-“George thought I better come and tell you about it.”

“There isn’t anything I can do about it,” Ole Anderson said.

“I’ll tell you what they were like.”

“I don’t want to know what they were like,” Ole Andreson said. He looked at the wall. “Thanks for coming to tell me about it.” (The Killers, pp.229).

3.3 Effaced Narrator

Hemingway was known for being an excellent story teller and a skilled narrator of the characters in his works. In “The Killers,” Hemingway employs the use of a “effaced” narrator. This indicates that the narrator is difficult, if not impossible, to detect. An effaced narrator does not know what the characters are thinking because this information is only obtained through the characters’ conversations. Carl Ficken, in his essay titled “Point of View in the Nick Adams Stories,” makes the following observation: “Hemingway is able to place Nick sufficiently forward in the account so that the meaning of the story has to do with Nick’s discovery of what life is like through those killers and Ole Andreson’s reaction to them.” Nick discovers what life is like through those killers and Ole Andreson’s reaction to them. In the 20th century, Hemingway is largely credited with popularising this particular style of narration for writers of short stories and novels.(The late Carl Ficken). Semansky teaches English literature and composition, and he is also a writer who contributes to a variety of publications with articles relating to literature and culture. In this piece of writing, Semansky analyses the theme of waiting as it appears in Hemingway’s short story. “The Killers,” which is filled with depictions of people waiting for something, embodies a variety of Hemingway’s ideas on the human condition, ranging from his concept of “nada” to his code of manly behaviour. Hemingway builds suspense, develops characters, and hints at themes by placing an emphasis on waiting. This is something that less skilled writers would have to do over twice as many pages to accomplish. Ole, who is obviously the target of the killers’ anticipation, stands motionless with his back to the wall, his expression betraying a profound sense of resignation. The former boxer exemplifies Hemingway’s nihilism, which is his belief that human existence is meaningless and that there is nothing a person can do to prevent their own death. He is convinced that he will die and that there is nothing he can do to stop it. According to Chris Semansky, “This concept, which is encapsulated in the Spanish word “nada,” or nothingness, appears frequently in Hemingway’s stories.”

3.4 Post-War outlook

Anderson represented many old men of his time who did not find anything interesting or worth attention in life after their active years. Life and death were now equal to him. This may be a Post-War outlook. It was also due to the changed behavior of the people towards its elders and the intensity of the organized crimes that forced the weaker especially to be made more alert and confined in their homes.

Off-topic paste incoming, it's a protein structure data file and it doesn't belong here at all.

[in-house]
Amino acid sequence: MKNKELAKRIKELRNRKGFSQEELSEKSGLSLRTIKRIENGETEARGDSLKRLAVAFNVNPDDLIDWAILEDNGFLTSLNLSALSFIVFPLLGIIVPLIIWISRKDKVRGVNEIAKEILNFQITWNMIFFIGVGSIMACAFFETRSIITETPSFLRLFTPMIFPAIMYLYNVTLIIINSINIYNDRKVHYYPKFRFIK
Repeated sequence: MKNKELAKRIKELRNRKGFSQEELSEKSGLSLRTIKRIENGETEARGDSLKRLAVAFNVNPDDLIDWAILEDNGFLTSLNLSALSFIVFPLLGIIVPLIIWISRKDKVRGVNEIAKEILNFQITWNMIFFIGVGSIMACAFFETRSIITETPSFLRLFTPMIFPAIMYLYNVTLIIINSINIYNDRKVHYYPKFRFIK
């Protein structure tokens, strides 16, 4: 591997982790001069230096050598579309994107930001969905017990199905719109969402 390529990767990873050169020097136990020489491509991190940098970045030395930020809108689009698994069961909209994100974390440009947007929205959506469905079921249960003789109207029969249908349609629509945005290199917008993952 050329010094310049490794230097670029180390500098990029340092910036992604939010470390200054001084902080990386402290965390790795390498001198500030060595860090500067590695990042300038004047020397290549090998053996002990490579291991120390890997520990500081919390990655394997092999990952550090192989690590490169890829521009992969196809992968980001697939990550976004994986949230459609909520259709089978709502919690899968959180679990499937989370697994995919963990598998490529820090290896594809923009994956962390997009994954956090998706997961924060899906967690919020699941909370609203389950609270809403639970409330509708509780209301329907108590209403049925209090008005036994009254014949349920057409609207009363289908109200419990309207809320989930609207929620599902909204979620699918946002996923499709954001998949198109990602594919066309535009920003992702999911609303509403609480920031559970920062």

“That’s all right.”

“The only thing is,” he said, talking toward the wall, “I just can’t make up my mind to go out. I been in here all day.”

“Couldn’t you get out of town?”

“No,” Ole Anderson said. “I’m through with all that running around.”

He looked at the wall.

“There ain’t anything to do now.”(The Killers, pp.231)


Hemingway’s “The Killers” is a short story that addresses some of the author’s more well-known themes, such as bravery, disillusionment, death, and futility. Nick Adams, the semi-autobiographical narrator in a whole series of short stories written by Hemingway, engages in a heroic act but is let down by the outcome of his actions as a direct consequence of their heroic nature. Nick Adams goes through his “coming of age” in “The Killers” by displaying bravery, but in the end, he is ultimately disillusioned because his bravery does not make a difference in the outcome of the situation. The apparent tragedy of this tale is that Anderson does not show any signs of alarm at the presence of his murderers and will most likely be gunned down without putting up much of a fight; however, the real tragedy is that Nick’s selfless act of heroism did not produce any positive result and was therefore ineffective. The Code Hero is an important character in Hemingway’s works who acts as a mouthpiece for the ideals that Hemingway values the most. Anderson is not completely effective in the role of serving as Hemingway’s mouth piece. It would appear that the title of the story does not correspond with either the subject matter or the primary structure of the plot of the story. Utilizing this paper to investigate further ideas about the story’s style and the narration of the story is something that can be done. Even though “Style is the Man,” it is ever-evolving because the maturation of a man’s life brings about changes in his ideas and representations.


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Publication History

Submitted: July 01, 2023
Accepted: July 20, 2023
Published: August 01, 2023




Munira Rahaman (2023). A Narrative Analysis of the “Killers” protagonist “Code Hero”. Dinkum Journal of Social Innovations, 2(08):503-509.


© 2023 DJSI. All rights reserved